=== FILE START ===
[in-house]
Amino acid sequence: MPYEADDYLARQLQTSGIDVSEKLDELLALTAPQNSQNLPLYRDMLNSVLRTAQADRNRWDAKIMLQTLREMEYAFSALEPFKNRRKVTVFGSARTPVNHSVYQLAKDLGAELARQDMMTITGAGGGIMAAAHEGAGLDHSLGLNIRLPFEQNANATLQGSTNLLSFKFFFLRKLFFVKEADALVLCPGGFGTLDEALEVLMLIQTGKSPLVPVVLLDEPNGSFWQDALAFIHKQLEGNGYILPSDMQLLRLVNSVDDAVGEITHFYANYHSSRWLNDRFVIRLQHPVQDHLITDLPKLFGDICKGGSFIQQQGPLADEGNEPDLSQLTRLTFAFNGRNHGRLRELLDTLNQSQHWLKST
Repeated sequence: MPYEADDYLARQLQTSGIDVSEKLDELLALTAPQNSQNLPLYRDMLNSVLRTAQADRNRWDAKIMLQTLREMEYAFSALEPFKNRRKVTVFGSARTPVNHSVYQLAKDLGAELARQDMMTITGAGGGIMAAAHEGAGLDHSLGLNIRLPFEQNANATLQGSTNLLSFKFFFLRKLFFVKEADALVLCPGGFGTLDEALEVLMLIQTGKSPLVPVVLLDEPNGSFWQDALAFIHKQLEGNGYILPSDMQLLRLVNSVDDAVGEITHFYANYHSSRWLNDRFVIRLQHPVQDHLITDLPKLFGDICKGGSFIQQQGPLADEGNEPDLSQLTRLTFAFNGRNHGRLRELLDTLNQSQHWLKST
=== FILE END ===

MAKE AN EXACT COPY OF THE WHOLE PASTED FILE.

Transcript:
[in-house]
Amino acid sequence: MPYEADDYLARQLQTSGIDVSEKLDELLALTAPQNSQNLPLYRDMLNSVLRTAQADRNRWDAKIMLQTLREMEYAFSALEPFKNRRKVTVFGSARTPVNHSVYQLAKDLGAELARQDMMTITGAGGGIMAAAHEGAGLDHSLGLNIRLPFEQNANATLQGSTNLLSFKFFFLRKLFFVKEADALVLCPGGFGTLDEALEVLMLIQTGKSPLVPVVLLDEPNGSFWQDALAFIHKQLEGNGYILPSDMQLLRLVNSVDDAVGEITHFYANYHSSRWLNDRFVIRLQHPVQDHLITDLPKLFGDICKGGSFIQQQGPLADEGNEPDLSQLTRLTFAFNGRNHGRLRELLDTLNQSQHWLKST
Repeated sequence: MPYEADDYLARQLQTSGIDVSEKLDELLALTAPQNSQNLPLYRDMLNSVLRTAQADRNRWDAKIMLQTLREMEYAFSALEPFKNRRKVTVFGSARTPVNHSVYQLAKDLGAELARQDMMTITGAGGGIMAAAHEGAGLDHSLGLNIRLPFEQNANATLQGSTNLLSFKFFFLRKLFFVKEADALVLCPGGFGTLDEALEVLMLIQTGKSPLVPVVLLDEPNGSFWQDALAFIHKQLEGNGYILPSDMQLLRLVNSVDDAVGEITHFYANYHSSRWLNDRFVIRLQHPVQDHLITDLPKLFGDICKGGSFIQQQGPLADEGNEPDLSQLTRLTFAFNGRNHGRLRELLDTLNQSQHWLKST